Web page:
There are certainly people like Louis Armstrong with enormous talent and functionality and perhaps a load of attending pain who can do a modicum or more of pot -- and/or booze and/or a lot of other indulgences -- and keep on coming. Maybe those spices are necessary to make it happen for certain of these souls, or maybe not. But for a huge hell of a load of less focused and capable individuals, those goodies do tend to make mush of their intentions, and flatten out whatever they had going for them. And then they go for the sugar bowl too!
Our great example of a productive pot-smoker is the venerated Louis Armstrong. He and Lil Harden Armstrong are the Father and Mother of Jazz As We Know It. While Louis was touring the world, and amazing it with his intelligence sublimated into the musical art of improvisation, he was lugging around a typewriter. Which he used to write his memoirs, which were published around 100 years after his birth. From which, we discover that Louis smoked marijuana every day for breakfast. We may deduce that marijuana use in a regular dose, in this way, is similar to starting the day with a cup of coffee. It may help you work, and it may also help you avoid many more unhealthy habits, such as refined sugar. Anyone wishing to check out this evidence may read Louis Armstrong's autobiography.
Re ZIP: I agree. There are many Carl Sagan 420 people all around us.
Your portrayal of Zip addressing the town council uses a tried and true cliche of the zoned-out stoner. It perpetuates a myth that pot smokers are dim, and supports a prejudice that helps sustain prohibition. Many people don't realize you can use small amounts of pot and still be 100% functional (similar to having a couple drinks). I get it, it get laughs, But I stopped laughing years ago when I realized how much damage prohibition has done. People have arrest records that will follow them throughout their lives, people are fired from jobs due to casual pot use during off-hours because of drug testing. Families have been torn apart because pot smokers are deemed unfit parents. Are you still laughing?
Granted, chronic use (of any substance) can cause neurological impediments. But casual pot use can be relatively harmless, and at times inspirational. It would be great if you could portray a responsible pot user who finds their life enhanced from mild doses. Even Zonker's recent success is being portrayed as the dumb luck of a clownish character; the drop-out who finds a use for his farm skills. There's a long list of people who casually use pot and have contributed to society. It would be great if you could add that to the narrative to balance the damage perpetuated by the cliched jokes. (I absolutely love Doonesbury and have been a huge fan since the 70s.)
Rule of thumb for Zipper: If it would be inappropriate to be drunk there, it's inappropriate to be stoned there. There's a time and a place. Work, city council meetings, and class are not places to go while you're stoned.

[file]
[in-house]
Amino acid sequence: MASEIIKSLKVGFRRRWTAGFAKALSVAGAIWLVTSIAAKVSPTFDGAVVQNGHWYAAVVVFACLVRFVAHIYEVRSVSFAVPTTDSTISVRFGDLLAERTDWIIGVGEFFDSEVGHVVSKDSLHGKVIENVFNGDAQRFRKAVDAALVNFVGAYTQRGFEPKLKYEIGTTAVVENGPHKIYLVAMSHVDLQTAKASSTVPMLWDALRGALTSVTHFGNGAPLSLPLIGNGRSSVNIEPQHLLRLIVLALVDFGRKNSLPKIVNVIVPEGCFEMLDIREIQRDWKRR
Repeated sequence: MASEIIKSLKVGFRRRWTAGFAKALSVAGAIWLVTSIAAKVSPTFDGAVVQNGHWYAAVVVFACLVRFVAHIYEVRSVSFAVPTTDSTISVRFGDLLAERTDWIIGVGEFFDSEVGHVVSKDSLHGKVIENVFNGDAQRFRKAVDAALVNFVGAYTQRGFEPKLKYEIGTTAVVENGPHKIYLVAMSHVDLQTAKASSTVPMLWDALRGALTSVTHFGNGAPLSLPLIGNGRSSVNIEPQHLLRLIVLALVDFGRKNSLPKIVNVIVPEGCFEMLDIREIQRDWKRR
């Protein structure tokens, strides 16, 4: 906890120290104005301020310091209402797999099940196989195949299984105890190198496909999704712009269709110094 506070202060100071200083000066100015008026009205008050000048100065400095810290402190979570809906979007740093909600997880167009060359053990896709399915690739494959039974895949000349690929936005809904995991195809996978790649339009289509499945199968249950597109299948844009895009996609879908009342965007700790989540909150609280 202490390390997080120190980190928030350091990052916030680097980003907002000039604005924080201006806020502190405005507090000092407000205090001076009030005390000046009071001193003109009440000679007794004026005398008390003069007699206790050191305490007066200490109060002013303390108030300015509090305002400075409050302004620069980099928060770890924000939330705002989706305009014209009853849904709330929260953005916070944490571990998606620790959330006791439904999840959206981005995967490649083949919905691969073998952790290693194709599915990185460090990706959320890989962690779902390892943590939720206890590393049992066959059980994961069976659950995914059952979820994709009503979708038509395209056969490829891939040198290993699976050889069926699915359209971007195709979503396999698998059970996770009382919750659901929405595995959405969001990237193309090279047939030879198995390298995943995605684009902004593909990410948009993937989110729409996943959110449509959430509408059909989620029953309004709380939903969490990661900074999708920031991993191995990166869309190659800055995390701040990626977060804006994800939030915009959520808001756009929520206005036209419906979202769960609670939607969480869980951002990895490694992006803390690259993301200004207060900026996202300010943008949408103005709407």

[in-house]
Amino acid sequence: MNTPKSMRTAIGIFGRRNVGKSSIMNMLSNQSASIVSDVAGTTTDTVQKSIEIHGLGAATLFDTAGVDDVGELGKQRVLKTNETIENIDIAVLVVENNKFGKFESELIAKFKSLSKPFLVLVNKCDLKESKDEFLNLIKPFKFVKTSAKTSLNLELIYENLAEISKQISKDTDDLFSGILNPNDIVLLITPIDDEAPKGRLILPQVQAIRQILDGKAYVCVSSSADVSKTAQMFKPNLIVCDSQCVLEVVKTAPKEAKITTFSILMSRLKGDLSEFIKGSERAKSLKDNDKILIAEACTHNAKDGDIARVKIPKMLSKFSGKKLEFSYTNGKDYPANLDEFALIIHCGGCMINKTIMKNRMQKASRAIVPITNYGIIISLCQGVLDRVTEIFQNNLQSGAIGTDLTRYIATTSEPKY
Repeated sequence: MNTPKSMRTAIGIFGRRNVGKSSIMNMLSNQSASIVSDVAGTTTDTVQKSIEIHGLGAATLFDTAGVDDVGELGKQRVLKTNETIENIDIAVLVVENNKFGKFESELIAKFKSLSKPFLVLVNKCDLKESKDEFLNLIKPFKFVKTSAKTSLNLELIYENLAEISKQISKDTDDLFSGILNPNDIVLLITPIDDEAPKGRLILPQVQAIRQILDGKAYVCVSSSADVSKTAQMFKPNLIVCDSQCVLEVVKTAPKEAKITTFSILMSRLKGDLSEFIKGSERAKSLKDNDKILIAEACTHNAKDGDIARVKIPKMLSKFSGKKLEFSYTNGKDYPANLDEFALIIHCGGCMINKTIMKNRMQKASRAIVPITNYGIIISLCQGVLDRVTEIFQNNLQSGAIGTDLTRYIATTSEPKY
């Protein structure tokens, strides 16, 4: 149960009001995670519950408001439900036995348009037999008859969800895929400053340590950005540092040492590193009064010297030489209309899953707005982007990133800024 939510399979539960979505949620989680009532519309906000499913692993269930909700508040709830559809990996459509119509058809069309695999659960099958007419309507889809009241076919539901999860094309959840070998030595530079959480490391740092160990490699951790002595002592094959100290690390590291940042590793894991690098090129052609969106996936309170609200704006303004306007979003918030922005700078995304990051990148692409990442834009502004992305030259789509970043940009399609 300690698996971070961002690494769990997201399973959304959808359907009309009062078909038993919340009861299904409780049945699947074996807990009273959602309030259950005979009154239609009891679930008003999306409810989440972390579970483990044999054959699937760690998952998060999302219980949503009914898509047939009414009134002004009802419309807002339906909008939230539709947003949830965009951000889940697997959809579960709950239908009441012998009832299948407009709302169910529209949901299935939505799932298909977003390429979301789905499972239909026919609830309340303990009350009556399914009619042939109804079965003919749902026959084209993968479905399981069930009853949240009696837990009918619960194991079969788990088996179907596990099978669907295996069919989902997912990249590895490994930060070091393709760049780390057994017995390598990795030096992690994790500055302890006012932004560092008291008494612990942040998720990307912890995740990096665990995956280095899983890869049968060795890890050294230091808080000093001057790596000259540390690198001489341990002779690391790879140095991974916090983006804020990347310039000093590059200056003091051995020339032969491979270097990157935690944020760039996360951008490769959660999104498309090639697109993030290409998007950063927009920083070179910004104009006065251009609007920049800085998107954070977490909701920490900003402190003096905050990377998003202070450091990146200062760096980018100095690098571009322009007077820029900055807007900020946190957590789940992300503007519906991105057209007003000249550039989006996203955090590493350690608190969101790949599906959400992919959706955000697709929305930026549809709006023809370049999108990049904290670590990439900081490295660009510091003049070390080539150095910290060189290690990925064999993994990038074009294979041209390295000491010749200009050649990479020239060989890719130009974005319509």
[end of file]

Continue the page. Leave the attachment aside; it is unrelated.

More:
The complaints about the timeframe of references are very similar to those made in regard to crossword puzzles. The average age of crossword addicts is 'advanced,' hence there are tons of popular culture references that may go back as far as the '20s. We old guys (I'm 79) have a hard time with the latest in pop, cable, and texting. Younger heavy users regularly complain when a particular puzzle doesn't have cluing/answers more current the the '70s. But even I consider a reference to Breaking Bad a fair expectation!
I would argue that those of us who have become famous via television are no less a part of Our Culture than those of us made famous via literature. For instance the line "That old man in that book by Nabokov" from the Police's Don't Stand So Close Too Me. Once a person, or character, becomes part of our culture, failure to understand the reference is ignorance of our culture, regardless of the source of the fame. Put that in your pipe and smoke it.
Yup, young Zip's doing a great job expressing many of the concerns most of us (even us Independent-liberal-leaning types) have here in Colorado as to how this'll all play out in the end. So I'm wondering; did Zonker take his wares to the "Stuper Bowl" for the interstate competition the WA and OR growers had in conjunction with the game? Truth; many times it's much stranger than fiction, or even a comic strip, can be.
I have four TVs in my house but no cable, and get more channels than I can use over the air. Thus, I am somewhat TV illiterate, and Doonesbury Blowback is as close as I get to social media. Despite all the online and on-air chatter about Breaking Bad, it took some prodding before I caught on to the reference. Like the old joke goes, I never missed that show; never watched it, never missed it. (The same goes for most "hot" shows on air.)
Making a reference to Breaking Bad isn't the same as making a reference to something like 2 Broke Girls. And Mr. I-Don't-Have-A-TV should remember that Sturgeon's Law applies to books just as much as television -- if not more so.
This week's strips are perfect. Say hello to Zipper, the poster child for recreational marijuana. Word to the wise, Zippo -- never sample your own product.